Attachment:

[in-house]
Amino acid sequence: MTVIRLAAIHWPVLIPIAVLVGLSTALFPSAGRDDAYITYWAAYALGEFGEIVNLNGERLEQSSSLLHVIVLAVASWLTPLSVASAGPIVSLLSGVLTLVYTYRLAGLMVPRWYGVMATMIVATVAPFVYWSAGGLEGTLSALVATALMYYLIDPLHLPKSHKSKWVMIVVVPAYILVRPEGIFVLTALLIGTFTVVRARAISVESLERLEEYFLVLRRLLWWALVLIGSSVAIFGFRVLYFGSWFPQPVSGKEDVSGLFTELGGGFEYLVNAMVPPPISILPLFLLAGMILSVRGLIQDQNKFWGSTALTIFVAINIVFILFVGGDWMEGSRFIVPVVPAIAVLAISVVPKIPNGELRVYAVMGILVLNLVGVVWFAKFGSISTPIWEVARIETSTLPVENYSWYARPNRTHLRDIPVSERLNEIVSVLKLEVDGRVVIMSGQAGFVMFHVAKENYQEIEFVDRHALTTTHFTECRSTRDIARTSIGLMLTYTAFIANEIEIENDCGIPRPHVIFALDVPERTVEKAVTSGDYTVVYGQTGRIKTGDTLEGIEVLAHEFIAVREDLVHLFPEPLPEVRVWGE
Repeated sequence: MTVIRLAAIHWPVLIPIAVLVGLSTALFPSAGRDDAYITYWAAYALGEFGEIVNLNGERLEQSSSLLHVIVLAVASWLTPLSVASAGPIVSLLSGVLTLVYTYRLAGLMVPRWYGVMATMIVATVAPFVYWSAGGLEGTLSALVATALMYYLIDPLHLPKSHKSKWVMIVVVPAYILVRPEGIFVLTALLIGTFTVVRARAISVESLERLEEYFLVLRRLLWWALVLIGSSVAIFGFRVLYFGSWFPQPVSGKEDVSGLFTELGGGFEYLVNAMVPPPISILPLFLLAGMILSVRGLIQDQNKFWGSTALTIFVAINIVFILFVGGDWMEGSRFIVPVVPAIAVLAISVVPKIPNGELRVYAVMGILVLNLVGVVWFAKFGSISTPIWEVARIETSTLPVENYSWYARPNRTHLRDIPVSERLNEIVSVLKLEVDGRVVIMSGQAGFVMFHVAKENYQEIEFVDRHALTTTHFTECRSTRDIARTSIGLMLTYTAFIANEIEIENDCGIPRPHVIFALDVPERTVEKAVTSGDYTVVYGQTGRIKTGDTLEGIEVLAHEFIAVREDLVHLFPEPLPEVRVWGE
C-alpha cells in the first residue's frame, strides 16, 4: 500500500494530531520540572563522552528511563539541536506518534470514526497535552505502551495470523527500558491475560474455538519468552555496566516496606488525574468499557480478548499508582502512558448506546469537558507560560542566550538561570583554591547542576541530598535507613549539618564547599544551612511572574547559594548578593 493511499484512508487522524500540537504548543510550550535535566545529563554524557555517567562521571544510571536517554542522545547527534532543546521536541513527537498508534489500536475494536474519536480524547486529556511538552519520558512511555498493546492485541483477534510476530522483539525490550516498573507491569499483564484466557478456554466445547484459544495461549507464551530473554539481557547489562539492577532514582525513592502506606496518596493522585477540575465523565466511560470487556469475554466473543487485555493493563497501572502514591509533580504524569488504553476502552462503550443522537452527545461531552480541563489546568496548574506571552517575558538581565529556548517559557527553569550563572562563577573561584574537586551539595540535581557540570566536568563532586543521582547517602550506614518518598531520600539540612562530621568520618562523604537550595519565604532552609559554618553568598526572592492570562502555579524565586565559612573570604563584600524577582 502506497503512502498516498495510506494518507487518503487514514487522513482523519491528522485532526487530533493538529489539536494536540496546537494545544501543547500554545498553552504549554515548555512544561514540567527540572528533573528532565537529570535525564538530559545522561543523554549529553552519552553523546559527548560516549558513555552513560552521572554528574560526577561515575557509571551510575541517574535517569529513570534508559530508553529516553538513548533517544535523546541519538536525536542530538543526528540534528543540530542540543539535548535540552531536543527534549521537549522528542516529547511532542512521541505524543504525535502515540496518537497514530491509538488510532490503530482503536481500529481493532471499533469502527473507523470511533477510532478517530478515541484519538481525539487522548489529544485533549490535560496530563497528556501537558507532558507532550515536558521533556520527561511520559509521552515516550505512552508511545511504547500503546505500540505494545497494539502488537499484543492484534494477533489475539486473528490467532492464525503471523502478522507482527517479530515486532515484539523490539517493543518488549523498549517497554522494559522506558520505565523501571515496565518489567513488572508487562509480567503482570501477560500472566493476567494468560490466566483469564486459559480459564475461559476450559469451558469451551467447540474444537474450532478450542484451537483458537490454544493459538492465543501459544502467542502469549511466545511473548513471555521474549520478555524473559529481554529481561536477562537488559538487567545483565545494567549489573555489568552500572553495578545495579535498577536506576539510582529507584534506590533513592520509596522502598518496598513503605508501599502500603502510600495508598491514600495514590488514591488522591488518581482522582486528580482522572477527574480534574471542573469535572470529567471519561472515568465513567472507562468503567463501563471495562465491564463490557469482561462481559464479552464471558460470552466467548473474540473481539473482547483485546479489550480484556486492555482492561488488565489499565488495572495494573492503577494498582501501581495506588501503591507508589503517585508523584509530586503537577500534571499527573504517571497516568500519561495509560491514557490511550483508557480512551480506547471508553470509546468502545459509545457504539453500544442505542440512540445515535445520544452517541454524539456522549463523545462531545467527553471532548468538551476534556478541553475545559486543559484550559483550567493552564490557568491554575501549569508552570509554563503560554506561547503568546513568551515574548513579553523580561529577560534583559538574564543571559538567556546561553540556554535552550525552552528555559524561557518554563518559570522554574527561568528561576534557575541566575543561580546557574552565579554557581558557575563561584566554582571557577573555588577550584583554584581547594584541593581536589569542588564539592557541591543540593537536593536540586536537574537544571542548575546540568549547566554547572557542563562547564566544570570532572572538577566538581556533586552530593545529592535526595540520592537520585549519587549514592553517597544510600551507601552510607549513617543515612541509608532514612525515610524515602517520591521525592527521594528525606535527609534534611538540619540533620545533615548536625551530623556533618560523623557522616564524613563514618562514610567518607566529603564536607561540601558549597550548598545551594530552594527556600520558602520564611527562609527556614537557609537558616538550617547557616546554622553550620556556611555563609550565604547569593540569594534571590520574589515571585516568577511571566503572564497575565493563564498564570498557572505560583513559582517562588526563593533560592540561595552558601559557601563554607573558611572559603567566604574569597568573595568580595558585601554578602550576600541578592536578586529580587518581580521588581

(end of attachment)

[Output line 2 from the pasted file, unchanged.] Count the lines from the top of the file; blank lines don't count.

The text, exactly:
Amino acid sequence: MTVIRLAAIHWPVLIPIAVLVGLSTALFPSAGRDDAYITYWAAYALGEFGEIVNLNGERLEQSSSLLHVIVLAVASWLTPLSVASAGPIVSLLSGVLTLVYTYRLAGLMVPRWYGVMATMIVATVAPFVYWSAGGLEGTLSALVATALMYYLIDPLHLPKSHKSKWVMIVVVPAYILVRPEGIFVLTALLIGTFTVVRARAISVESLERLEEYFLVLRRLLWWALVLIGSSVAIFGFRVLYFGSWFPQPVSGKEDVSGLFTELGGGFEYLVNAMVPPPISILPLFLLAGMILSVRGLIQDQNKFWGSTALTIFVAINIVFILFVGGDWMEGSRFIVPVVPAIAVLAISVVPKIPNGELRVYAVMGILVLNLVGVVWFAKFGSISTPIWEVARIETSTLPVENYSWYARPNRTHLRDIPVSERLNEIVSVLKLEVDGRVVIMSGQAGFVMFHVAKENYQEIEFVDRHALTTTHFTECRSTRDIARTSIGLMLTYTAFIANEIEIENDCGIPRPHVIFALDVPERTVEKAVTSGDYTVVYGQTGRIKTGDTLEGIEVLAHEFIAVREDLVHLFPEPLPEVRVWGE